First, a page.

Footpaths are the foundation of any active transport network and ensuring residents are able to move easily throughout the Region will be an ongoing focus for Council. We’ll invest $600,000 in our footpath renewal program, upgrading footpaths across the Region to current standards to improve amenity and maintain functionality. There is also an additional $250,000 for CBD footpath renewals. This financial year we will deliver new footpaths in Pittsworth on Yandilla Street and Grand Street at a total cost of $175,000. $200,000 has also been committed to seed funding to undertake the design phase of priority footpath projects for Millmerran, Yarraman and Clifton to be delivered as funding becomes available.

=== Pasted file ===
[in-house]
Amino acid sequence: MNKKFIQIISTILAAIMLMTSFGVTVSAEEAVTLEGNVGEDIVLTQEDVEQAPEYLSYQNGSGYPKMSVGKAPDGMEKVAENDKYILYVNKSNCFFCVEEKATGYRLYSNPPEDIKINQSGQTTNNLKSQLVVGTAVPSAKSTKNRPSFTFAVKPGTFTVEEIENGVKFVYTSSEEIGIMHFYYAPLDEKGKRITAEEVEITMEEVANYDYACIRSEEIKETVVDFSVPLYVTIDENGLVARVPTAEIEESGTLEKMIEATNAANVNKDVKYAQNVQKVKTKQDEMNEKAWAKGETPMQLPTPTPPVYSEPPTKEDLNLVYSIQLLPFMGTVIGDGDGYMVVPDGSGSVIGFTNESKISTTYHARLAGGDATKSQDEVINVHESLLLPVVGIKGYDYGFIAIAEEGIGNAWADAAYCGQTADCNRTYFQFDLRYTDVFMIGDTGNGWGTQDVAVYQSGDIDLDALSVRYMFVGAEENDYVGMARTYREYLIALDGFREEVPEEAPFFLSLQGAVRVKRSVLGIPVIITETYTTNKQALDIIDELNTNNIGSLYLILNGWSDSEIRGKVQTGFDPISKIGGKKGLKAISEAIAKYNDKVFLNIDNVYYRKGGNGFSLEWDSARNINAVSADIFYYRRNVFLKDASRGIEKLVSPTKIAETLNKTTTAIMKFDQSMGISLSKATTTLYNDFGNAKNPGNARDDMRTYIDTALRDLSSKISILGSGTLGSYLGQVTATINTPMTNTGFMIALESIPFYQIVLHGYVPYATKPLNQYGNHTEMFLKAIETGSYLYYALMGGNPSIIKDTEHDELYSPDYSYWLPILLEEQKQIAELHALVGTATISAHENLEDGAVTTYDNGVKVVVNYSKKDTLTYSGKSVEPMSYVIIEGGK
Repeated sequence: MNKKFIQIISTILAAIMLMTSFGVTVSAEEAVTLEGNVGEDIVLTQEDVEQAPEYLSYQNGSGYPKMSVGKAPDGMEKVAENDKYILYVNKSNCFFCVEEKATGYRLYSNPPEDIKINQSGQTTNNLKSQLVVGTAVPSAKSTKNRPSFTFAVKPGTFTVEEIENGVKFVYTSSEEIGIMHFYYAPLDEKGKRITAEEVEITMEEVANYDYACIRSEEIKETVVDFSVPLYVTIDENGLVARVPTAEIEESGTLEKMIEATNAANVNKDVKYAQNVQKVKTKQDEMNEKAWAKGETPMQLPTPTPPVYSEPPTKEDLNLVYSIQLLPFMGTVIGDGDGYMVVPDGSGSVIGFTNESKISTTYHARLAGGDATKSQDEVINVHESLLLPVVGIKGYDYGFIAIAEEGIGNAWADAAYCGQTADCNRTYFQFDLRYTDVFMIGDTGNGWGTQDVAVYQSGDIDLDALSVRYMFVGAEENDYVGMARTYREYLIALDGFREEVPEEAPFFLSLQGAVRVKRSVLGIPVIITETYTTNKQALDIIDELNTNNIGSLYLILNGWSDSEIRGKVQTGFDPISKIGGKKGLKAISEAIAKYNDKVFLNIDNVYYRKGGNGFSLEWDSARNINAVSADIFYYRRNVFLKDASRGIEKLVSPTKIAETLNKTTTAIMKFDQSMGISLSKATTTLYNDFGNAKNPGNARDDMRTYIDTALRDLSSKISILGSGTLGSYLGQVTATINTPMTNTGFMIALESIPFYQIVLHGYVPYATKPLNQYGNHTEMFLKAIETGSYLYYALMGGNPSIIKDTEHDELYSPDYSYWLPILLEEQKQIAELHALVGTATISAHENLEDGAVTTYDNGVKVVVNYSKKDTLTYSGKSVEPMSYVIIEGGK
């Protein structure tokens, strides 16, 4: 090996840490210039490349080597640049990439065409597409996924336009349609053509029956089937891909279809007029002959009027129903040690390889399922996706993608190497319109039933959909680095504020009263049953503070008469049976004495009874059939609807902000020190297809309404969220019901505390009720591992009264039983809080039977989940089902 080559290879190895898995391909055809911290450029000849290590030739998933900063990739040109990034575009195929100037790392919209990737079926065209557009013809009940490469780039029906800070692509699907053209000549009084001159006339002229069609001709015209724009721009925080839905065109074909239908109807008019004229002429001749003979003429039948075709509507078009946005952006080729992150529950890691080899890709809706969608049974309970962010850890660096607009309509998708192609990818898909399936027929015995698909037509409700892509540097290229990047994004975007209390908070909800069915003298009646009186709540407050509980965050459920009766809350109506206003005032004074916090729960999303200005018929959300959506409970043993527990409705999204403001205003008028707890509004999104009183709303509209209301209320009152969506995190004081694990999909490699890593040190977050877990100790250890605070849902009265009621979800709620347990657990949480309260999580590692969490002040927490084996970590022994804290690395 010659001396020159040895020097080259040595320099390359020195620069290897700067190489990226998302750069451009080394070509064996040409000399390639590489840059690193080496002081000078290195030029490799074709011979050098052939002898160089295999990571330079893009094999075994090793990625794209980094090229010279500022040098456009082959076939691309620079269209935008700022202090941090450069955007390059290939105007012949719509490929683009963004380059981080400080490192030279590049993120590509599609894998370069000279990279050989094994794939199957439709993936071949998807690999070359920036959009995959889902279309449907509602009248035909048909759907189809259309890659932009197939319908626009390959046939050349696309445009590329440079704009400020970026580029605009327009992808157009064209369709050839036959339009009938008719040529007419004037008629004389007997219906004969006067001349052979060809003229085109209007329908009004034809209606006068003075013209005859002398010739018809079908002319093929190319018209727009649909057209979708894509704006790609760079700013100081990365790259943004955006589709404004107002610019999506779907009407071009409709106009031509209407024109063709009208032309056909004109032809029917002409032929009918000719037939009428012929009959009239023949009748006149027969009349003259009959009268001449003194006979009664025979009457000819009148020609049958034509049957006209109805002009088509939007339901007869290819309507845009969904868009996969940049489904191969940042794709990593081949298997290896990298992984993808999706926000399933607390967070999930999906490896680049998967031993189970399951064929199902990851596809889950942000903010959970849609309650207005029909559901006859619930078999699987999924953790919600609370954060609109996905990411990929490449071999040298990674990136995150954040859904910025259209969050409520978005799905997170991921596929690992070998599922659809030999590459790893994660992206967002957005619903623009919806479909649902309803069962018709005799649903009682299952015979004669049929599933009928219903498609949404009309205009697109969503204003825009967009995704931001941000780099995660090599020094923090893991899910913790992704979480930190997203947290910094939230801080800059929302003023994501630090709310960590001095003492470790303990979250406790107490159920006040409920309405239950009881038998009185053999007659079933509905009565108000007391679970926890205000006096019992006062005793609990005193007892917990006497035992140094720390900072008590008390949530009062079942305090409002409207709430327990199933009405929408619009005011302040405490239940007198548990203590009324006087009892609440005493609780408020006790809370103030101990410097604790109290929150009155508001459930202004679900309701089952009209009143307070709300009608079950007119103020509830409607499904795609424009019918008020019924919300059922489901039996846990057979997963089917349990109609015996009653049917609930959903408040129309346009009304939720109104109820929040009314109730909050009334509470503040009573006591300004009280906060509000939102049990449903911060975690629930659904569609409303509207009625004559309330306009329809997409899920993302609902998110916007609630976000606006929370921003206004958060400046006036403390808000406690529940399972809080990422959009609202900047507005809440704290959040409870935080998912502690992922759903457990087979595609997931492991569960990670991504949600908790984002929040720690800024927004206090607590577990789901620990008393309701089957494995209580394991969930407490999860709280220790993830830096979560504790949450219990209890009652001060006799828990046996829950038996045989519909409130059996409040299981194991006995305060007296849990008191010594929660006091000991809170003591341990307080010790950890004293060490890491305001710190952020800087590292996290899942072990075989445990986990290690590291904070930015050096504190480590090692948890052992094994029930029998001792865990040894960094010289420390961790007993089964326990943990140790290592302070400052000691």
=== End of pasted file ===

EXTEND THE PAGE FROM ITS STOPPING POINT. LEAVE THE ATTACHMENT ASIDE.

Council will continue working towards disability compliance with our Footpath Crossovers Renewal Program throughout the Region, investing $200,000 to renew numerous kerb crossings to comply with disability access requirements across the existing road network.

This financial year we’ll invest $700,000 in upgrading and renewing pedestrian crossing facilities to improve safety and connectivity across our local road network.

Whether for fun, fitness or as a means of active transport, riding a bike is a great way to get around. That’s why Council has committed $400,000 in seed funding with the support of the Queensland Government in planning for a future staged extension of the Region’s Principal Cycle Network. As a priority project for Council, we’ve also committed $300,00 to upgrade the Alderley Street Cycleway and Pedestrian Bridge at West Creek in Toowoomba with construction expected to commence later this year.